5 Things You Should Do To Get Your Car Ready for Winter

Posted by: Dan on 5/04/2016

Category: Community

5 Things You Should Do To Get Your Car Ready for Winter


While most people love summer at the beaches and around the BBQ, all the heat and humidity can take a toll on cars and the roads they drive on. In the best conditions, Australian cars and roads can offer some of the finest driving in the world, but as the cooler months approach, it's important to assess and winterise your car accordingly.

Here are the top 5 things you should do to get your car ready for winter.

1. Assess what damage has been done from summer

To start preparing your car for winter, you need examine how it has been driven and maintained throughout the summer. The inspection should be pretty straightforward – cars built for Australian roads are tough and hard-wearing after all, but attention should still be paid to your car’s most-used surfaces, such as your tyres.

Make sure no cracks or holes have developed after a long summer spent ambling over the hot gravel while trying to find a spot at the beach. If you do notice any damage to your tyres, either patch them or purchase a new ones before the cooler months set in.

Also look carefully for any damage to the decal or any gaps or holes in your car’s exterior. You may think you would have noticed if your car had sustained any damage while driving, but as a recent survey by carcare.org found, 86% of cars on the roads are in need of some form of service or repair.

In the summer months, the warm conditions can be more forgiving of these imperfections, but when the rain and moisture of the winter months arrive, the potential for rust to quickly develop increases, so inspect your car’s surface carefully.

2. Check your car's fluids

As you’re preparing your car for the change of seasons, it’s an ideal time to check over your fluids. Though it varies from model to model, oil, coolant, water for your windscreen, transmission fluid, and power steering fluid are common things to check in every vehicle. Beyond that, consult your car manual to see if there are any other liquids you need top off.

Speaking of fluids, get some toothpaste (mixed with a little water) and rub it over your front windscreen, both inside and out. Coating a glass surface with toothpaste prevents it from fogging, so doing this will give you a fog-free view throughout the winter. Rear windows usually have a demist function, so doing this at the back of your car is likely not necessary.

3. Pack your car with winter equipment

If your heater breaks down or you encounter engine trouble, standing in the winter cold as you explain to roadside assistance what happened under the bonnet can be unpleasant, to say the least. Make sure you keep a warm jacket, thermals, water, and energy bars in your car boot, in case you should find yourself in that situation.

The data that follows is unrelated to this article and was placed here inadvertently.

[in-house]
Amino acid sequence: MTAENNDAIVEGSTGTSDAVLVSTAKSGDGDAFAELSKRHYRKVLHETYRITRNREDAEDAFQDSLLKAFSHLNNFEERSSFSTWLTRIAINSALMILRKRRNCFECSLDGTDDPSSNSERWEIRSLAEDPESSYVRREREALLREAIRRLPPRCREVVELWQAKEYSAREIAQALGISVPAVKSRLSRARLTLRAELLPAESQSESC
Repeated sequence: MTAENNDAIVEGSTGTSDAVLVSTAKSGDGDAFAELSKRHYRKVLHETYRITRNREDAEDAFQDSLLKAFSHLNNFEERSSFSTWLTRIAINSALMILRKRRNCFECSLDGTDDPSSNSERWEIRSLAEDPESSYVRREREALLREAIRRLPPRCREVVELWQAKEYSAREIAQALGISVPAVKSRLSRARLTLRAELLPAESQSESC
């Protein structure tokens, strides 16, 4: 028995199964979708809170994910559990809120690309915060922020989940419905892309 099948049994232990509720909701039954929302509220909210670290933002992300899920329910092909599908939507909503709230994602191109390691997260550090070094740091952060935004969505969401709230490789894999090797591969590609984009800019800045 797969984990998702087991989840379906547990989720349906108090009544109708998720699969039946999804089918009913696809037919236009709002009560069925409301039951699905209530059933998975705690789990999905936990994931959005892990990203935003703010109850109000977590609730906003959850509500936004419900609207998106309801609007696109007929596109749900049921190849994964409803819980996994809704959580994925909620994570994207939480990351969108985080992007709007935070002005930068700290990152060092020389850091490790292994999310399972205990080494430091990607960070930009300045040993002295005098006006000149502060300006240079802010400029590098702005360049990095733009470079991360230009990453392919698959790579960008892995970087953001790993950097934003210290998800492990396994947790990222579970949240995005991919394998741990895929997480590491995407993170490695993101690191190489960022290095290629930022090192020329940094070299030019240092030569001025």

Despite the fun Mad Max depictions, Australia is one of the most heavily-urbanised countries in the world – so while you’re unlikely to ever encounter car trouble and be too far from help, having some supplies on hand will keep you warm and well-fed until the tow truck arrives.

4. Rotate your tyres and consider buying snow chains

With each season comes a good opportunity to rotate your tyres. The process doesn’t take long to complete, but it lengthens the life of your tyres significantly. Doing so ensures that your tyres share equally in the wear and tear that occurs over time, allowing you to easily replace a set all at once (rather than having to constantly change them one at a time).

While daily driving in an area that regularly requires snow chains is a rarity in Australia, there are many Australians who use winter weekends to take trips to a holiday home in the colder peaks of the continent. So rather than risk getting stuck in the snow – and missing out on quality time skiing –  look to invest in a pair of snow chains if your winter driving will involve some heavy snow conditions.

5. Service your brakes (and warm them up each morning)

In the warmer months, your brakes are more flexible and forgiving in an emergency. When winter comes, this changes, since with less heat around the brake pads, they’re stiffer and less responsive. So, before grey clouds become a frequent feature of your early mornings, make sure you get your brakes checked and serviced.

It's also important to get your brakes ready each day before you begin your driving. All this consists of is simply turning on the engine a few minutes before you set out, and pumping the brake pedal with your foot a few times to begin heating up the car and its components. Although in an emergency the car will still drive fine on an instant start, getting into this habit will reduce strain on your engine and loosen up the brakes from the cold.

Winterising your car can take just a couple of hours, and will have you fully prepared to weather the season ahead. Not only will this guard against mishaps on the road, but it will decrease the odds you’ll need to make a visit to the mechanic beyond your annual service.

The last thing to do? Put a roof rack on your car for your ski trips, and be sure to make the most of the cold.

Have you already began preparing your car for the cooler months? What tips do you have for winterising your car? Let us know in the comments below.

Image: Pixabay